Using id and headers attributes to associate data cells with header cells in data tables

Important Information about Techniques

See Understanding Techniques for WCAG Success Criteria for important information about the usage of these informative techniques and how they relate to the normative WCAG 2.2 success criteria. The Applicability section explains the scope of the technique, and the presence of techniques for a specific technology does not imply that the technology can be used in all situations to create content that meets WCAG 2.2.



This technique relates to Success Criterion 1.3.1: Info and Relationships (Sufficient when used with Making information and relationships conveyed through presentation programmatically determinable using the following techniques: ).


The objective of this technique is to associate each data cell (in a data table) with the appropriate headers. This technique adds a headers attribute to each data cell (td element). It also adds an id attribute to any cell used as a header for other cells. The headers attribute of a cell contains a list of the id attributes of the associated header cells. If there is more than one id, they are separated by spaces.

This technique is used when data cells are associated with more than one row and/or one column header. This allows screen readers to speak the headers associated with each data cell when the relationships are too complex to be identified using the th element alone or the th element with the scope attribute. Using this technique also makes these complex relationships perceivable when the presentation format changes.

This technique is not recommended for layout tables since its use implies a relationship between cells that is not meaningful when tables are used for layout.


Example 1: A table with multiple rows of headers

     <th rowspan="2" id="h">Homework</th>
     <th colspan="3" id="e">Exams</th>
     <th colspan="3" id="p">Projects</th>
     <th id="e1" headers="e">1</th>
     <th id="e2" headers="e">2</th>
     <th id="ef" headers="e">Final</th>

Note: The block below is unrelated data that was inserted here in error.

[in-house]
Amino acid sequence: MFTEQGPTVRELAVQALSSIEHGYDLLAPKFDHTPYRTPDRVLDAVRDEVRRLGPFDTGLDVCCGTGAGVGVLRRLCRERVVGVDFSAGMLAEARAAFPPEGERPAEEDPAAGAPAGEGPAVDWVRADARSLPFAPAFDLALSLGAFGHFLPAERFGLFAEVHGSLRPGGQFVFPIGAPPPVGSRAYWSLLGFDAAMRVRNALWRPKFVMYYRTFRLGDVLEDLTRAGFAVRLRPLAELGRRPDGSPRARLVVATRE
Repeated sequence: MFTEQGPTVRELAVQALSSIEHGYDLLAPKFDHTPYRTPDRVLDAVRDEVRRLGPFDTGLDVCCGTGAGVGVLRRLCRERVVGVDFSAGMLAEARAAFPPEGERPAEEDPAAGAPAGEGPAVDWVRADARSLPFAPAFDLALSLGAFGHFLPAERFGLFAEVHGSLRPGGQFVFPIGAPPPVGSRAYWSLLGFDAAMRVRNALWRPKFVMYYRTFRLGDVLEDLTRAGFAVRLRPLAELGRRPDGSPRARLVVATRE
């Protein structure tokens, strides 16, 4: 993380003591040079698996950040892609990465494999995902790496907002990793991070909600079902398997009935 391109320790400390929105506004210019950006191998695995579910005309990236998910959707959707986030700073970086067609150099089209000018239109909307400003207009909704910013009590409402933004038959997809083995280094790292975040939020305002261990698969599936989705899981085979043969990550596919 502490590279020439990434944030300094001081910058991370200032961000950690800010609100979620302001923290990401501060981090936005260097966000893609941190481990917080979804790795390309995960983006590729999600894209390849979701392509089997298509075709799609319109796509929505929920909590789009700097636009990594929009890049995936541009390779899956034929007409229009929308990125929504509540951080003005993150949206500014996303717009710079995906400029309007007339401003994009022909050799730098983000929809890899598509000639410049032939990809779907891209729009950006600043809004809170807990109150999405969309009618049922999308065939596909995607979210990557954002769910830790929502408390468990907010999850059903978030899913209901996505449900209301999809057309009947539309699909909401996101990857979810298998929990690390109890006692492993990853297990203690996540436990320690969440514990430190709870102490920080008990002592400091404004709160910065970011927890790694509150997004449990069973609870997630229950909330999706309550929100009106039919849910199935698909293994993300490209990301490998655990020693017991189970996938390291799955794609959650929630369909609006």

<th id="p1" headers="p">1</th>
     <th id="p2" headers="p">2</th>
     <th id="pf" headers="p">Final</th>
    <td headers="h">15%</td>
    <td headers="e e1">15%</td>
    <td headers="e e2">15%</td>
    <td headers="e ef">20%</td>
    <td headers="p p1">10%</td>
    <td headers="p p2">10%</td>
    <td headers="p pf">15%</td>


Resources are for information purposes only, no endorsement implied.



  1. Check for layout tables: determine whether the content has a relationship with other content in both its column and its row. If “no," the table is a layout table. If “yes," the table is a data table.
  2. For data tables, check that any cell that is associated with more than one row and/or one column header contains a headers attribute that lists the id for all headers associated with that cell.
  3. For data tables where any cell contains an id or headers attribute,

    1. Check that each id listed in the headers attribute of the data cell matches the id attribute of a cell that is used as a header element
    2. Check that the headers attribute of a data cell contains the id attribute of all headers associated with the data cell
    3. Check that all ids are unique (that is, no two elements in the page have the same id)

Expected Results

  • If table is a layout table, no cells contain headers or id attributes
  • If table is a data table and any cell contains an id attribute, checks #3.a, #3.b, and #3.c are true.
  • If table is a data table and any cell is associated with more than one row and/or one column header, check #2 is true.